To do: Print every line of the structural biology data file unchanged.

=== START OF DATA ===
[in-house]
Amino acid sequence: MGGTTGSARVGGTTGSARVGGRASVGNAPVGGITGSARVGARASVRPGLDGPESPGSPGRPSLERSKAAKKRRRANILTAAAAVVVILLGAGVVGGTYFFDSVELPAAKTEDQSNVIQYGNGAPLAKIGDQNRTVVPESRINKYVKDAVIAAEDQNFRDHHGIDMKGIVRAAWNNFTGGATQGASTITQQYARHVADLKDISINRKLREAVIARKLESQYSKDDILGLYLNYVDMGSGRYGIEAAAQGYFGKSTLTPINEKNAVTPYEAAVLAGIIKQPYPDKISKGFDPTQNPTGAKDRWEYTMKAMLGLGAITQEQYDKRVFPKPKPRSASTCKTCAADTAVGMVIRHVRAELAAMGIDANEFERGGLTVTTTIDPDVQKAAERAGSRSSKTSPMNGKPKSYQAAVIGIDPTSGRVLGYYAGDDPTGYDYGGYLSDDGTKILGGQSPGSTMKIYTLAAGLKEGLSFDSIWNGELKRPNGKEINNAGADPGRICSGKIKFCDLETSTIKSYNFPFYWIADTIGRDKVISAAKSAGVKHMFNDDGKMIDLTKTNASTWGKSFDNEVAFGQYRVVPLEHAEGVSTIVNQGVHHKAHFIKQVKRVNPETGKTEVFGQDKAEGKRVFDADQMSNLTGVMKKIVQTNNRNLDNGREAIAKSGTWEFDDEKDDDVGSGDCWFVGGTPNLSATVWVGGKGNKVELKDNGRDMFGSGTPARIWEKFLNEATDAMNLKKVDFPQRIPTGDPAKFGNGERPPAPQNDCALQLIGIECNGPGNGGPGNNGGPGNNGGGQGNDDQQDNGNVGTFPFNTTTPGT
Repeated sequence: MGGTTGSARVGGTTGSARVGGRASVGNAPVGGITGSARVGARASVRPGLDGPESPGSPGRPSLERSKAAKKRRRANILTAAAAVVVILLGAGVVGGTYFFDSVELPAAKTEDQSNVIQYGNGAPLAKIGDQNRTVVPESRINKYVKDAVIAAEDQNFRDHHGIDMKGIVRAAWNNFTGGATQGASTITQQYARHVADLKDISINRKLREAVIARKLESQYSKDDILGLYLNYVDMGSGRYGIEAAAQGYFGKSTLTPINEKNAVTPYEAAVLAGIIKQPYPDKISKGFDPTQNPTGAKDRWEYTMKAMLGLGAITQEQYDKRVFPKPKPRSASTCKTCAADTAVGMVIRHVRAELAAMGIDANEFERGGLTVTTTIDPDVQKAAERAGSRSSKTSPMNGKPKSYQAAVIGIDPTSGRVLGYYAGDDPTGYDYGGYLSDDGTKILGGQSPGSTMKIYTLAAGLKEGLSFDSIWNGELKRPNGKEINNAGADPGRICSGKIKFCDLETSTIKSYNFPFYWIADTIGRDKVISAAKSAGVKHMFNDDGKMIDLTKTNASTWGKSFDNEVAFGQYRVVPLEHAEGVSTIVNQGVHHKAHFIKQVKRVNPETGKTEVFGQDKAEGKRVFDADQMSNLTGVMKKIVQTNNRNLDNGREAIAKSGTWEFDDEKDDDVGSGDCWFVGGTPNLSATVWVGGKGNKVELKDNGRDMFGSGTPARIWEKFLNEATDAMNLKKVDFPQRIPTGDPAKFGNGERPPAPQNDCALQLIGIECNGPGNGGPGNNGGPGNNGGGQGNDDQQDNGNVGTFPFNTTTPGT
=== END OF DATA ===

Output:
[in-house]
Amino acid sequence: MGGTTGSARVGGTTGSARVGGRASVGNAPVGGITGSARVGARASVRPGLDGPESPGSPGRPSLERSKAAKKRRRANILTAAAAVVVILLGAGVVGGTYFFDSVELPAAKTEDQSNVIQYGNGAPLAKIGDQNRTVVPESRINKYVKDAVIAAEDQNFRDHHGIDMKGIVRAAWNNFTGGATQGASTITQQYARHVADLKDISINRKLREAVIARKLESQYSKDDILGLYLNYVDMGSGRYGIEAAAQGYFGKSTLTPINEKNAVTPYEAAVLAGIIKQPYPDKISKGFDPTQNPTGAKDRWEYTMKAMLGLGAITQEQYDKRVFPKPKPRSASTCKTCAADTAVGMVIRHVRAELAAMGIDANEFERGGLTVTTTIDPDVQKAAERAGSRSSKTSPMNGKPKSYQAAVIGIDPTSGRVLGYYAGDDPTGYDYGGYLSDDGTKILGGQSPGSTMKIYTLAAGLKEGLSFDSIWNGELKRPNGKEINNAGADPGRICSGKIKFCDLETSTIKSYNFPFYWIADTIGRDKVISAAKSAGVKHMFNDDGKMIDLTKTNASTWGKSFDNEVAFGQYRVVPLEHAEGVSTIVNQGVHHKAHFIKQVKRVNPETGKTEVFGQDKAEGKRVFDADQMSNLTGVMKKIVQTNNRNLDNGREAIAKSGTWEFDDEKDDDVGSGDCWFVGGTPNLSATVWVGGKGNKVELKDNGRDMFGSGTPARIWEKFLNEATDAMNLKKVDFPQRIPTGDPAKFGNGERPPAPQNDCALQLIGIECNGPGNGGPGNNGGPGNNGGGQGNDDQQDNGNVGTFPFNTTTPGT
Repeated sequence: MGGTTGSARVGGTTGSARVGGRASVGNAPVGGITGSARVGARASVRPGLDGPESPGSPGRPSLERSKAAKKRRRANILTAAAAVVVILLGAGVVGGTYFFDSVELPAAKTEDQSNVIQYGNGAPLAKIGDQNRTVVPESRINKYVKDAVIAAEDQNFRDHHGIDMKGIVRAAWNNFTGGATQGASTITQQYARHVADLKDISINRKLREAVIARKLESQYSKDDILGLYLNYVDMGSGRYGIEAAAQGYFGKSTLTPINEKNAVTPYEAAVLAGIIKQPYPDKISKGFDPTQNPTGAKDRWEYTMKAMLGLGAITQEQYDKRVFPKPKPRSASTCKTCAADTAVGMVIRHVRAELAAMGIDANEFERGGLTVTTTIDPDVQKAAERAGSRSSKTSPMNGKPKSYQAAVIGIDPTSGRVLGYYAGDDPTGYDYGGYLSDDGTKILGGQSPGSTMKIYTLAAGLKEGLSFDSIWNGELKRPNGKEINNAGADPGRICSGKIKFCDLETSTIKSYNFPFYWIADTIGRDKVISAAKSAGVKHMFNDDGKMIDLTKTNASTWGKSFDNEVAFGQYRVVPLEHAEGVSTIVNQGVHHKAHFIKQVKRVNPETGKTEVFGQDKAEGKRVFDADQMSNLTGVMKKIVQTNNRNLDNGREAIAKSGTWEFDDEKDDDVGSGDCWFVGGTPNLSATVWVGGKGNKVELKDNGRDMFGSGTPARIWEKFLNEATDAMNLKKVDFPQRIPTGDPAKFGNGERPPAPQNDCALQLIGIECNGPGNGGPGNNGGPGNNGGGQGNDDQQDNGNVGTFPFNTTTPGT